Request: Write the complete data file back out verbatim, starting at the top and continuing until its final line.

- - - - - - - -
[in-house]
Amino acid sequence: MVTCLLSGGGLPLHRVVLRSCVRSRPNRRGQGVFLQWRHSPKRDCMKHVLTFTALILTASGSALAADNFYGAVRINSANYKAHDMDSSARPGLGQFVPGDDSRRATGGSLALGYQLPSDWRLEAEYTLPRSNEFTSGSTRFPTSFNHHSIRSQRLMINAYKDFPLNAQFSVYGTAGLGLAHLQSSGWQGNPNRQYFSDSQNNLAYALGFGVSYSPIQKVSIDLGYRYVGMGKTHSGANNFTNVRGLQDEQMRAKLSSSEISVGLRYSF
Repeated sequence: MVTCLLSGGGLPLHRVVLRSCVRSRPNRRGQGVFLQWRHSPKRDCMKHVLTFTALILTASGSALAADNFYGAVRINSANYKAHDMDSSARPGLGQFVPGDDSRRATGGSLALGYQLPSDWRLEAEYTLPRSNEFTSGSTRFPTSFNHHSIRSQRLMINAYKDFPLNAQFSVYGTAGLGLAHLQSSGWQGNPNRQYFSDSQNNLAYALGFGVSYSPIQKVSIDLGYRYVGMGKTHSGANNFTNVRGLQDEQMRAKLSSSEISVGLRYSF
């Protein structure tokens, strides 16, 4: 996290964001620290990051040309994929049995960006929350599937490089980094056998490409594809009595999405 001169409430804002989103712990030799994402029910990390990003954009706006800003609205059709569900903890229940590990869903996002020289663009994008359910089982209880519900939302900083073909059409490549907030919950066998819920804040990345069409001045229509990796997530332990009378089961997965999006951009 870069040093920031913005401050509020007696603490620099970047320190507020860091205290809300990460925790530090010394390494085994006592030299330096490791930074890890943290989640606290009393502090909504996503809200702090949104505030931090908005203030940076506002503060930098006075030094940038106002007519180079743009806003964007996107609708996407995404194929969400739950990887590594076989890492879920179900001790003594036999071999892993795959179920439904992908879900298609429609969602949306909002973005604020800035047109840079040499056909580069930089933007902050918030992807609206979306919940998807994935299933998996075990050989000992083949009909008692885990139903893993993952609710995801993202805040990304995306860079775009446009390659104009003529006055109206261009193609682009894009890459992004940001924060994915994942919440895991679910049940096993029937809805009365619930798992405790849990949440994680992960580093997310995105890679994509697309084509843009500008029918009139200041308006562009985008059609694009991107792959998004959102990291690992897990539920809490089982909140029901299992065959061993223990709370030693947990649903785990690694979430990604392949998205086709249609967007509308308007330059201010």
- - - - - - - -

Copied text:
[in-house]
Amino acid sequence: MVTCLLSGGGLPLHRVVLRSCVRSRPNRRGQGVFLQWRHSPKRDCMKHVLTFTALILTASGSALAADNFYGAVRINSANYKAHDMDSSARPGLGQFVPGDDSRRATGGSLALGYQLPSDWRLEAEYTLPRSNEFTSGSTRFPTSFNHHSIRSQRLMINAYKDFPLNAQFSVYGTAGLGLAHLQSSGWQGNPNRQYFSDSQNNLAYALGFGVSYSPIQKVSIDLGYRYVGMGKTHSGANNFTNVRGLQDEQMRAKLSSSEISVGLRYSF
Repeated sequence: MVTCLLSGGGLPLHRVVLRSCVRSRPNRRGQGVFLQWRHSPKRDCMKHVLTFTALILTASGSALAADNFYGAVRINSANYKAHDMDSSARPGLGQFVPGDDSRRATGGSLALGYQLPSDWRLEAEYTLPRSNEFTSGSTRFPTSFNHHSIRSQRLMINAYKDFPLNAQFSVYGTAGLGLAHLQSSGWQGNPNRQYFSDSQNNLAYALGFGVSYSPIQKVSIDLGYRYVGMGKTHSGANNFTNVRGLQDEQMRAKLSSSEISVGLRYSF
């Protein structure tokens, strides 16, 4: 996290964001620290990051040309994929049995960006929350599937490089980094056998490409594809009595999405 001169409430804002989103712990030799994402029910990390990003954009706006800003609205059709569900903890229940590990869903996002020289663009994008359910089982209880519900939302900083073909059409490549907030919950066998819920804040990345069409001045229509990796997530332990009378089961997965999006951009 870069040093920031913005401050509020007696603490620099970047320190507020860091205290809300990460925790530090010394390494085994006592030299330096490791930074890890943290989640606290009393502090909504996503809200702090949104505030931090908005203030940076506002503060930098006075030094940038106002007519180079743009806003964007996107609708996407995404194929969400739950990887590594076989890492879920179900001790003594036999071999892993795959179920439904992908879900298609429609969602949306909002973005604020800035047109840079040499056909580069930089933007902050918030992807609206979306919940998807994935299933998996075990050989000992083949009909008692885990139903893993993952609710995801993202805040990304995306860079775009446009390659104009003529006055109206261009193609682009894009890459992004940001924060994915994942919440895991679910049940096993029937809805009365619930798992405790849990949440994680992960580093997310995105890679994509697309084509843009500008029918009139200041308006562009985008059609694009991107792959998004959102990291690992897990539920809490089982909140029901299992065959061993223990709370030693947990649903785990690694979430990604392949998205086709249609967007509308308007330059201010």